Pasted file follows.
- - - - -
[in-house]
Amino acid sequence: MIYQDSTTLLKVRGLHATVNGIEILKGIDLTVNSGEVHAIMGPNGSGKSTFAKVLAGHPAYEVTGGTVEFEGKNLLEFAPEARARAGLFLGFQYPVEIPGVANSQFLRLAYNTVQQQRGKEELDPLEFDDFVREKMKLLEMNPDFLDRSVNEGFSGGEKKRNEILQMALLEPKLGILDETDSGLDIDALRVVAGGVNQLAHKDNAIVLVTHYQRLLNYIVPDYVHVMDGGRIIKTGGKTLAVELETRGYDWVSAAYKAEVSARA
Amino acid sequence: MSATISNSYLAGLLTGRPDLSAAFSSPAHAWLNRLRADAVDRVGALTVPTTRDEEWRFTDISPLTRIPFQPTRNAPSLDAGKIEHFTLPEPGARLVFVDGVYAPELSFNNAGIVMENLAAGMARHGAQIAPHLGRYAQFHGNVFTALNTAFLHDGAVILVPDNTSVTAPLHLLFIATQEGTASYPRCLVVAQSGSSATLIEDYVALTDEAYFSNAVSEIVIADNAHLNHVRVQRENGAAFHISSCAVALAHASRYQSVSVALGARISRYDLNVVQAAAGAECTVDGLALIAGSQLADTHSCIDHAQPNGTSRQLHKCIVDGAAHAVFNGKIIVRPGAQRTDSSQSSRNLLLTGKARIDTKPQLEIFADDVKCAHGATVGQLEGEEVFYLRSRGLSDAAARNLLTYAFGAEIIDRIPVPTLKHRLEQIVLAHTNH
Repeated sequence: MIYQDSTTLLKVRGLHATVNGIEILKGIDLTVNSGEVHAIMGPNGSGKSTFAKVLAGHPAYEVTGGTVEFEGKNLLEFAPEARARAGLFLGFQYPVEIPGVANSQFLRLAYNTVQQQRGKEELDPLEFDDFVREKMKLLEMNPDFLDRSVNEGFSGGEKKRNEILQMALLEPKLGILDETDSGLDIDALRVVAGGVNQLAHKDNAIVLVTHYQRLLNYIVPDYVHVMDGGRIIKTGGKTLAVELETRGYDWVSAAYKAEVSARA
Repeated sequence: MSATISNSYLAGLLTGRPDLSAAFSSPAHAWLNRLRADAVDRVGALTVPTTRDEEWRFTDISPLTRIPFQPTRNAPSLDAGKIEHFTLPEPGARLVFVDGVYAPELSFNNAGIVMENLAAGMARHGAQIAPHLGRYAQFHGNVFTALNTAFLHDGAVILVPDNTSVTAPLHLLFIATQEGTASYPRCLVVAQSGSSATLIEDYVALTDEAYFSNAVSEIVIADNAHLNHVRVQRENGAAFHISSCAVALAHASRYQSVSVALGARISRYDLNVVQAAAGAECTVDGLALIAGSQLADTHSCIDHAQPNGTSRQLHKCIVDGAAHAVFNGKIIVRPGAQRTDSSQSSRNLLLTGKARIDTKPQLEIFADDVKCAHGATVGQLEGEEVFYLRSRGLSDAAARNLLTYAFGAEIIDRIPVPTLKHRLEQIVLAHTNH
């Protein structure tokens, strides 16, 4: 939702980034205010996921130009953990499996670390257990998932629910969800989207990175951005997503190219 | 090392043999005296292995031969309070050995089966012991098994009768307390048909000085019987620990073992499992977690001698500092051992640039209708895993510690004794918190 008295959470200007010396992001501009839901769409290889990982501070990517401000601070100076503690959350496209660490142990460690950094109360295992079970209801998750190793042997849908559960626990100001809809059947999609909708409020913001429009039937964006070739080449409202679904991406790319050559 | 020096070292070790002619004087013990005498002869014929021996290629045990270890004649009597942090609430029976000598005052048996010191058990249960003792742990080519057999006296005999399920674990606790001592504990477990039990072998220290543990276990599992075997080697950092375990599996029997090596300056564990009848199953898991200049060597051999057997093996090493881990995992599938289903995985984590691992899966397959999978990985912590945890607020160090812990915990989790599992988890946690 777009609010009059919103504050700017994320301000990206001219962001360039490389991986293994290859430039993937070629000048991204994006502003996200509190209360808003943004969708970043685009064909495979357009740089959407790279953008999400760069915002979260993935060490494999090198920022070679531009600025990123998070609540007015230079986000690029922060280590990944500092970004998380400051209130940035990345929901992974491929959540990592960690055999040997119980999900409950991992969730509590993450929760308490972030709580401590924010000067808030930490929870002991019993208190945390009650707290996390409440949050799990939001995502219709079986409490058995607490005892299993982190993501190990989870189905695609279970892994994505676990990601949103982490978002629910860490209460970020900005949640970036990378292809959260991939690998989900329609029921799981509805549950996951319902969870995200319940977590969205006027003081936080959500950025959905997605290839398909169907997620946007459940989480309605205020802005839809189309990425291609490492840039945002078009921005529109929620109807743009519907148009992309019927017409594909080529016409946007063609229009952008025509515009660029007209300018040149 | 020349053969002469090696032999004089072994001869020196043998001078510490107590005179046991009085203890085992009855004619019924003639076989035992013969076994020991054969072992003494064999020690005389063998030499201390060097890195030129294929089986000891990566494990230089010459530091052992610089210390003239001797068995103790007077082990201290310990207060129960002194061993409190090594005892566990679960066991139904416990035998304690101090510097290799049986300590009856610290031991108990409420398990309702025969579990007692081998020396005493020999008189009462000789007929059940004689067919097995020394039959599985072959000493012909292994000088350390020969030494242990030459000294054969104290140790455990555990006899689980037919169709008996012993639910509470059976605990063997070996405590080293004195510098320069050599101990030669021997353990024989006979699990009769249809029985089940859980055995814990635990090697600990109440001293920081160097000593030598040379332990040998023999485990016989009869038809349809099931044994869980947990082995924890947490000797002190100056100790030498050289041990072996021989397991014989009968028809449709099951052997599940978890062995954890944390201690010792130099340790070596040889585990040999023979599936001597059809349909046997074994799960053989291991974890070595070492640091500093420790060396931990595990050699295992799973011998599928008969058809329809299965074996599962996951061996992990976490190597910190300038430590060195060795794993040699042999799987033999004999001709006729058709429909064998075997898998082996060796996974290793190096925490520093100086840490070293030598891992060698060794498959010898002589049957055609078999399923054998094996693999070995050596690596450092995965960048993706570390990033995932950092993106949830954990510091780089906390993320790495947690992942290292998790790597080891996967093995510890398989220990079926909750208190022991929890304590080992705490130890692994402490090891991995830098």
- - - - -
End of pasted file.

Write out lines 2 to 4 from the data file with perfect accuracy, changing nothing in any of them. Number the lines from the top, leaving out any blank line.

Amino acid sequence: MIYQDSTTLLKVRGLHATVNGIEILKGIDLTVNSGEVHAIMGPNGSGKSTFAKVLAGHPAYEVTGGTVEFEGKNLLEFAPEARARAGLFLGFQYPVEIPGVANSQFLRLAYNTVQQQRGKEELDPLEFDDFVREKMKLLEMNPDFLDRSVNEGFSGGEKKRNEILQMALLEPKLGILDETDSGLDIDALRVVAGGVNQLAHKDNAIVLVTHYQRLLNYIVPDYVHVMDGGRIIKTGGKTLAVELETRGYDWVSAAYKAEVSARA
Amino acid sequence: MSATISNSYLAGLLTGRPDLSAAFSSPAHAWLNRLRADAVDRVGALTVPTTRDEEWRFTDISPLTRIPFQPTRNAPSLDAGKIEHFTLPEPGARLVFVDGVYAPELSFNNAGIVMENLAAGMARHGAQIAPHLGRYAQFHGNVFTALNTAFLHDGAVILVPDNTSVTAPLHLLFIATQEGTASYPRCLVVAQSGSSATLIEDYVALTDEAYFSNAVSEIVIADNAHLNHVRVQRENGAAFHISSCAVALAHASRYQSVSVALGARISRYDLNVVQAAAGAECTVDGLALIAGSQLADTHSCIDHAQPNGTSRQLHKCIVDGAAHAVFNGKIIVRPGAQRTDSSQSSRNLLLTGKARIDTKPQLEIFADDVKCAHGATVGQLEGEEVFYLRSRGLSDAAARNLLTYAFGAEIIDRIPVPTLKHRLEQIVLAHTNH
Repeated sequence: MIYQDSTTLLKVRGLHATVNGIEILKGIDLTVNSGEVHAIMGPNGSGKSTFAKVLAGHPAYEVTGGTVEFEGKNLLEFAPEARARAGLFLGFQYPVEIPGVANSQFLRLAYNTVQQQRGKEELDPLEFDDFVREKMKLLEMNPDFLDRSVNEGFSGGEKKRNEILQMALLEPKLGILDETDSGLDIDALRVVAGGVNQLAHKDNAIVLVTHYQRLLNYIVPDYVHVMDGGRIIKTGGKTLAVELETRGYDWVSAAYKAEVSARA